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Archaeogenetic research refutes earlier findings
University of Huddersfield ^ | Monday, June 10, 2013 | unattributed (press release)

Posted on 06/13/2013 7:27:12 PM PDT by SunkenCiv

...a team of archaeologists excavating in India then claimed to have found evidence that modern humans were there before the eruption possibly as early as 120,000 years ago, much earlier than Europe or the Near East were colonised. These findings, based on the discovery of stone tools below a layer of Toba ash, were published in Science in 2007.

Now Professor Richards working principally with the archaeologist Professor Sir Paul Mellars, of the University of Cambridge and the University of Edinburgh, with a team including Huddersfield University s Dr Martin Carr and colleagues from York and Porto has published his rebuttal of this theory. In doing so, they have been able to draw on a much greater body of DNA evidence that was available for the earlier article.

One of the things we didn't have in 2005 was very much evidence from India in the way of mitochondrial sequences. Now, with a lot of people doing sequencing and depositing material in databases there are about 1,000 sequences from India, said Professor Richards.

By using the mitochondrial DNA of today s populations and working backwards, and by drawing on a wide variety of other evidence and research, the team was able to make much more precise estimates for the arrival of modern humans in India.

(Excerpt) Read more at hud.ac.uk ...


TOPICS: History; Science; Travel
KEYWORDS: africa; catastrophism; godsgravesglyphs; helixmakemineadouble; toba; volcano
Map of old Africa (Map provided courtesy of Dora Kemp)

Map of old Africa (Map provided courtesy of Dora Kemp)

1 posted on 06/13/2013 7:27:12 PM PDT by SunkenCiv
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Toba super-volcano catastrophe idea ‘dismissed’
BBC News | Jonathan Amos
Posted on 05/02/2013 7:34:42 PM PDT by SunkenCiv
http://www.freerepublic.com/focus/chat/3015183/posts


2 posted on 06/13/2013 7:29:37 PM PDT by SunkenCiv (McCain or Romney would have been worse, if you're a dumb ass.)
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To: StayAt HomeMother; Ernest_at_the_Beach; decimon; 1010RD; 21twelve; 24Karet; 2ndDivisionVet; ...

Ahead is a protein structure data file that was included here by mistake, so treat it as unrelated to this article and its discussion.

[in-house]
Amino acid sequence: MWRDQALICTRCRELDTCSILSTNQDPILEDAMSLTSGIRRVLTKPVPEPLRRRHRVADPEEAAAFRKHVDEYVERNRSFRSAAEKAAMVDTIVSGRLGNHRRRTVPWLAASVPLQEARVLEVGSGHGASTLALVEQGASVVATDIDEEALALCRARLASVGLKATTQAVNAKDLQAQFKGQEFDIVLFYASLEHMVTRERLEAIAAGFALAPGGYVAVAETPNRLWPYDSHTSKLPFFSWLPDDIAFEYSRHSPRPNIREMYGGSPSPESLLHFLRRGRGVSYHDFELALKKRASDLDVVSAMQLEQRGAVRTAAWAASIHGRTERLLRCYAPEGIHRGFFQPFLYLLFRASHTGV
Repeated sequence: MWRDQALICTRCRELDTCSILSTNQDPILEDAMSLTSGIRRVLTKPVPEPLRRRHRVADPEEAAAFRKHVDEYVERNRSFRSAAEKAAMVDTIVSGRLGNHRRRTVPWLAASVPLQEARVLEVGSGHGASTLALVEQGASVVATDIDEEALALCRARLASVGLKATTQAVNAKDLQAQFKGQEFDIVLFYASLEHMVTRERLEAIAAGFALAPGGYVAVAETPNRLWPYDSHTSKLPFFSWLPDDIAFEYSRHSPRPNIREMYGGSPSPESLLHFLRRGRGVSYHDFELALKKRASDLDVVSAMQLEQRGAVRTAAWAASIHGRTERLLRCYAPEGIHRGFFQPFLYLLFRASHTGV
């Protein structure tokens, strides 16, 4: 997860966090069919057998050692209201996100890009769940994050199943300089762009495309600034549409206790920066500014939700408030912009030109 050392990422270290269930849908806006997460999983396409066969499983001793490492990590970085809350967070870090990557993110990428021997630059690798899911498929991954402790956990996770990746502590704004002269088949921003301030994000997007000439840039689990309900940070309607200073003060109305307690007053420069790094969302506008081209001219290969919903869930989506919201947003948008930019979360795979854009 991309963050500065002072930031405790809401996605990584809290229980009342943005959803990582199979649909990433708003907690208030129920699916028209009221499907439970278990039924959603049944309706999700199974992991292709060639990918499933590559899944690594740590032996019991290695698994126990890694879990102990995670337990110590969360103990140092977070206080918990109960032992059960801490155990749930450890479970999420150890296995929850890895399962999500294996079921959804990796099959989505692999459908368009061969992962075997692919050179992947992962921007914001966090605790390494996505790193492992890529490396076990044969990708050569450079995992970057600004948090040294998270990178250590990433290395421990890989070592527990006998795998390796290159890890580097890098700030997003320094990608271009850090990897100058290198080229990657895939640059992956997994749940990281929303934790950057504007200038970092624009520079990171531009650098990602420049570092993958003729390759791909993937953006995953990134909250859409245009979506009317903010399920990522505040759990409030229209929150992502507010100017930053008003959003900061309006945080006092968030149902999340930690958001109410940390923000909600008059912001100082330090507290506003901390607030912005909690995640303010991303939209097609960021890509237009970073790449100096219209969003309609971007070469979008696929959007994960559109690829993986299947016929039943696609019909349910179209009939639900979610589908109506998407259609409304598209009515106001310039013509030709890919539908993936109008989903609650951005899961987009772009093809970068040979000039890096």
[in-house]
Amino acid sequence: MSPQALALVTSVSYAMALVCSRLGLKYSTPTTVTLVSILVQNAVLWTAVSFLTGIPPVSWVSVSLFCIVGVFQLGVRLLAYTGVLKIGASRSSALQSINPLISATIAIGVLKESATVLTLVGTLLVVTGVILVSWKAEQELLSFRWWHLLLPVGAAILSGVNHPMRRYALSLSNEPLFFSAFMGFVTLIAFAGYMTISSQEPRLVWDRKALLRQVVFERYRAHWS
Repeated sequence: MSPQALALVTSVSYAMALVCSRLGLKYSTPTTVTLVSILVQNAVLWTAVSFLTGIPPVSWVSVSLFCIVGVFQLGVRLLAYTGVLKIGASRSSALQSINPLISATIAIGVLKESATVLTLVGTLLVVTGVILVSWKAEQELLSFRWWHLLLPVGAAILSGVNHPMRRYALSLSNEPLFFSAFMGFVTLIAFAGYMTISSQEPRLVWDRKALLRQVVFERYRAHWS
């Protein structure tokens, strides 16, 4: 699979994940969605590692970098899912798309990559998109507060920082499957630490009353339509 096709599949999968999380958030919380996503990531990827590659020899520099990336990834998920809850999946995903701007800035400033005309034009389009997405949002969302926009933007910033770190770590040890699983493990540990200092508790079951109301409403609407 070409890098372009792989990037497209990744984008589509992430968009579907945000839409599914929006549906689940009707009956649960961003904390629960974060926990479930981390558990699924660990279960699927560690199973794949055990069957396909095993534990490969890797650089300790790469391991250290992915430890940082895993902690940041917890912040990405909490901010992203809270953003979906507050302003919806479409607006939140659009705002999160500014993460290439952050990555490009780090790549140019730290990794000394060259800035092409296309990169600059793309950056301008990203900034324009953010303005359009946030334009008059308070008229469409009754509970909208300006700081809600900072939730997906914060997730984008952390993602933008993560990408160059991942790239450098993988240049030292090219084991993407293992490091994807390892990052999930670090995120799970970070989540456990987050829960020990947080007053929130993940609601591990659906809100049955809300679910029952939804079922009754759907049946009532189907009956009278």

GGG managers are SunkenCiv, StayAt HomeMother & Ernest_at_the_Beach
It's always remarkable that the Clovis-first-and-only school claims that the Americas were first colonized in one go, in next to no time -- but no one in the "old world" ever moved much at all. /s

To all -- please ping me to other topics which are appropriate for the GGG list.


3 posted on 06/13/2013 7:29:43 PM PDT by SunkenCiv (McCain or Romney would have been worse, if you're a dumb ass.)
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To: SunkenCiv

We’re only as old as we feel.


4 posted on 06/13/2013 7:32:14 PM PDT by UCANSEE2 (The monsters are due on Maple Street)
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To: SunkenCiv

Another article on the subject:

http://www.d.umn.edu/external-affairs/homepage/13/llo-lakemalawi.html


5 posted on 06/13/2013 7:32:44 PM PDT by DManA
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To: DManA

Thanks.


6 posted on 06/13/2013 7:34:54 PM PDT by SunkenCiv (McCain or Romney would have been worse, if you're a dumb ass.)
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To: 75thOVI; agrace; aimhigh; Alice in Wonderland; AndrewC; aragorn; aristotleman; Avoiding_Sulla; ...



7 posted on 06/13/2013 7:36:13 PM PDT by SunkenCiv (McCain or Romney would have been worse, if you're a dumb ass.)
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To: SunkenCiv
Makes sense ~ an earlier population killed off by Toba then replaced by same old crowd from the old homeland.

A thought ~ Toba killed off the big cats as well as their game making it possible for humans to re-enter the area without much competition or risk of being eaten.

Eventually the big cats returned but the human population was enough to more than match them.

Same idea I have about the Younger Dryas event ~ before the event humans could not readily move permanently into verdant grasslands full of game because of the high population of big cats. After the event, humans owned the place because the cats were gone.